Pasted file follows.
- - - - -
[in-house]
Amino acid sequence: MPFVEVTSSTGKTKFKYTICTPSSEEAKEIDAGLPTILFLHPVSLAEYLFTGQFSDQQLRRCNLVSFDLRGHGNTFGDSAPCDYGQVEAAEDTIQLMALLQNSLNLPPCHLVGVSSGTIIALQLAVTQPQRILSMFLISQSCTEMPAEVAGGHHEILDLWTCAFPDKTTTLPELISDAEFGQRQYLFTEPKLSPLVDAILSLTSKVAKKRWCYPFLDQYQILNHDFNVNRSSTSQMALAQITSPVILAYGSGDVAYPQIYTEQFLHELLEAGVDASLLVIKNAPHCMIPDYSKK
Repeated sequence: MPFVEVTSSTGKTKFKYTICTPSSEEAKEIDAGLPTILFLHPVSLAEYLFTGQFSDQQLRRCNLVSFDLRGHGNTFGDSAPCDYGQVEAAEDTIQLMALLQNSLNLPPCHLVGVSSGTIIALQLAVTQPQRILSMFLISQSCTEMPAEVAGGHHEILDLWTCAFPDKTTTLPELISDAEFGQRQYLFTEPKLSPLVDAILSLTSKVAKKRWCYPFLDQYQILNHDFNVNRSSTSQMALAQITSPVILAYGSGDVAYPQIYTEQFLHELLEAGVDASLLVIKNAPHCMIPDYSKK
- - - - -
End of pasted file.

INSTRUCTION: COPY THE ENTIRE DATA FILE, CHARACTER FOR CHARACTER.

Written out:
[in-house]
Amino acid sequence: MPFVEVTSSTGKTKFKYTICTPSSEEAKEIDAGLPTILFLHPVSLAEYLFTGQFSDQQLRRCNLVSFDLRGHGNTFGDSAPCDYGQVEAAEDTIQLMALLQNSLNLPPCHLVGVSSGTIIALQLAVTQPQRILSMFLISQSCTEMPAEVAGGHHEILDLWTCAFPDKTTTLPELISDAEFGQRQYLFTEPKLSPLVDAILSLTSKVAKKRWCYPFLDQYQILNHDFNVNRSSTSQMALAQITSPVILAYGSGDVAYPQIYTEQFLHELLEAGVDASLLVIKNAPHCMIPDYSKK
Repeated sequence: MPFVEVTSSTGKTKFKYTICTPSSEEAKEIDAGLPTILFLHPVSLAEYLFTGQFSDQQLRRCNLVSFDLRGHGNTFGDSAPCDYGQVEAAEDTIQLMALLQNSLNLPPCHLVGVSSGTIIALQLAVTQPQRILSMFLISQSCTEMPAEVAGGHHEILDLWTCAFPDKTTTLPELISDAEFGQRQYLFTEPKLSPLVDAILSLTSKVAKKRWCYPFLDQYQILNHDFNVNRSSTSQMALAQITSPVILAYGSGDVAYPQIYTEQFLHELLEAGVDASLLVIKNAPHCMIPDYSKK